On January 11, 2017, the All-Pro running back was involved in a vehicle accident in Frisco, TX at the intersection of Dallas Parkway and Gaylord Parkway, not far from the team's practice facility. Frisco Police described the incident as "minor" upon arriving on the scene, and Elliott immediately took to Twitter to declare he suffered no injuries in the accident.
"I'm good," he wrote at the time. "I've been in bigger collisions."
That allegedly is not the case for the other driver though, who launched a lawsuit in August 2018 against Elliott — seeking $1 million in compensation due to "serious, life-altering injuries and damages".
The plaintiff, Ronnie Hill, stated his vehicle was written off as a total loss following the deployment of both air bags once it was struck by Elliott's vehicle. Texas law doesn't allow for the suing of another driver's insurance company, so it's Elliott's wallet Hill was instead going after at the time. Elliott's lawyer, Frank Salzano, responded by citing the aforementioned Texas law as the plaintiff's justification for listing Elliott on the lawsuit.
One year later, Hill is taking his allegations to new heights, and now accuses the Cowboys of colluding with Frisco police to cover up details of what he believes truly happened on that January afternoon — suing both Elliott and the team for $20 million as recompense, according to legal documents obtained by TMZ.
"If anyone had actually reported the impact of the accident, and had Elliott been examined, he would have most likely been placed in concussion protocol and out for the Dallas Cowboys upcoming playoff game," Hill alleges in his suit.
Elliott went on to play against the Green Bay Packers, rushing for 125 yards in a Cowboys loss, and there were no signs of injury or a concussion following the accident a few days prior.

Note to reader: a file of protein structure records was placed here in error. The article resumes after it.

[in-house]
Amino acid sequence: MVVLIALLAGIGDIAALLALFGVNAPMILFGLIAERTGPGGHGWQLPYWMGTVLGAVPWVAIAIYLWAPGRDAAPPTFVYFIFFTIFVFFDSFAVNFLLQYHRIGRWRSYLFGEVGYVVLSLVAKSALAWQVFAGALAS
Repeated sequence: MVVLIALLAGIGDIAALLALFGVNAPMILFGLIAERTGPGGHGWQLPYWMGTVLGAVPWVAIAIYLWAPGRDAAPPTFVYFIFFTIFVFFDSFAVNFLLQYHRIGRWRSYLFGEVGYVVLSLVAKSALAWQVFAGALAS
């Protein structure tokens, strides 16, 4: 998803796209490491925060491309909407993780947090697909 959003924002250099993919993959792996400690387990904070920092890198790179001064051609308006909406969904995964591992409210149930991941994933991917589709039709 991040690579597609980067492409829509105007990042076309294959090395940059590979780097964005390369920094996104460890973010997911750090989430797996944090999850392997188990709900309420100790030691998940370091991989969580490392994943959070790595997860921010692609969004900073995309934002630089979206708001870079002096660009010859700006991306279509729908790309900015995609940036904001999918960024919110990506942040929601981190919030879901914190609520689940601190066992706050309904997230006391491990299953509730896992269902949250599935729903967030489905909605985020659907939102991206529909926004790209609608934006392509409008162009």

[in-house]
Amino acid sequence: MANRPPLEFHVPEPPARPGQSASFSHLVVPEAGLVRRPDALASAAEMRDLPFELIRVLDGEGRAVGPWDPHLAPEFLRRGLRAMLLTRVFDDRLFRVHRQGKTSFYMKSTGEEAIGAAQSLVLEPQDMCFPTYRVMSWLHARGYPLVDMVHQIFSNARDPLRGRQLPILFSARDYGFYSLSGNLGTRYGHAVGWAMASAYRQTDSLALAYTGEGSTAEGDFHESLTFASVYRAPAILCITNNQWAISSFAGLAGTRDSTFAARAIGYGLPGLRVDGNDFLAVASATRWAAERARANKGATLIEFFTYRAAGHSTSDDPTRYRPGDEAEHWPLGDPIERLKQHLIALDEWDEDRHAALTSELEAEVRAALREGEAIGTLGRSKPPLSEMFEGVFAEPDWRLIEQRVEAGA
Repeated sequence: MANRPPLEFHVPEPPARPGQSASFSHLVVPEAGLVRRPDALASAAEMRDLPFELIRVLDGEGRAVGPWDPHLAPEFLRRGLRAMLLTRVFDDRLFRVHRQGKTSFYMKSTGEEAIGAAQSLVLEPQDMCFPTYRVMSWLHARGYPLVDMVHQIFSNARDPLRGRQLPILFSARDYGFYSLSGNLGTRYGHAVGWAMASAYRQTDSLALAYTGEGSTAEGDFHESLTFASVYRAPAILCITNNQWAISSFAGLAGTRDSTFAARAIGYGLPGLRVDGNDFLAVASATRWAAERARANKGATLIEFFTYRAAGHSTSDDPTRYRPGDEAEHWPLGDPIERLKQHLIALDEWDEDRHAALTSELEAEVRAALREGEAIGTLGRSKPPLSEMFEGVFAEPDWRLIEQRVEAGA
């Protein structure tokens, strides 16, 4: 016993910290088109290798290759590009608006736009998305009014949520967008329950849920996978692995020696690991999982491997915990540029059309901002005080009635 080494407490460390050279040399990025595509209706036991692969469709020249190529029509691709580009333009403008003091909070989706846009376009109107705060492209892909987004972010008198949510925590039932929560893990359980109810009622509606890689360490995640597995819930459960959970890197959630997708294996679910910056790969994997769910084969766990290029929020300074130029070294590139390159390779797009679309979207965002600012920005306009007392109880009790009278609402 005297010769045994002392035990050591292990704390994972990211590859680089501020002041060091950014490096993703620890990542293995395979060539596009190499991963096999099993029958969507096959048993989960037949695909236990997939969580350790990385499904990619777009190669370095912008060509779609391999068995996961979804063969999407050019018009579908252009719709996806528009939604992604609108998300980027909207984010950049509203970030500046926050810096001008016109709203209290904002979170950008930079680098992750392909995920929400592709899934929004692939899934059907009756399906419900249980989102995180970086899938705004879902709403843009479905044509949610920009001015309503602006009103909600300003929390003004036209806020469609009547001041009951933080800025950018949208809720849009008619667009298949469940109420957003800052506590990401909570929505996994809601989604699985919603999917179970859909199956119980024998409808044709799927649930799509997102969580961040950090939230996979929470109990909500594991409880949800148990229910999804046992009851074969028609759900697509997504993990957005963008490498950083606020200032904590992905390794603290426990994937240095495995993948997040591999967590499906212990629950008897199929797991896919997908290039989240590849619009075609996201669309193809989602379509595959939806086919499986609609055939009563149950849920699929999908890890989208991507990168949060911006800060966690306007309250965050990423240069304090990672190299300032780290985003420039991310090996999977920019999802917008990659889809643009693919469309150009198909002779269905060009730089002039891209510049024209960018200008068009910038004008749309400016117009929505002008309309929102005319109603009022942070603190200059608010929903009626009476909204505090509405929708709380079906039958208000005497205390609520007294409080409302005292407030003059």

The lawsuit comes with curious timing, considering Elliott and the Cowboys are currently engaged in talks on a contract extension as he remains absent from camp to help nudge the process along. The two-time rushing champ was also in the headlines in 2019 for an incident in Las Vegas that involved a security officer who claims Elliott pushed him into a metal railing, causing him to fall. The NFL launched an investigation that included interviewing witnesses present at the time of the verbal altercation, and deemed there was no violation to the league's personal conduct policy.
The alleged victim in that situation, Kyle Johnson, threatened to press charges if Elliott didn't apologize. Despite having admitted to receiving one at the time and again seeing one from Elliott on social media, Johnson opted to press charges nonetheless — 55 days after the incident.
In return, Elliott and his reps are pressing charges of their own, accusing Johnson of extortion. Law enforcement has launched an investigation into both matters, and both are currently pending.
The latest lawsuit will ultimately add to those who view Elliott as a handful off-the-field, despite the progress he's made in that arena — as also noted by Cowboys' owner Jerry Jones and commissioner Roger Goodell.
This time, the Cowboys themselves are involved, though, making things a bit messier as they talk numbers with their star RB.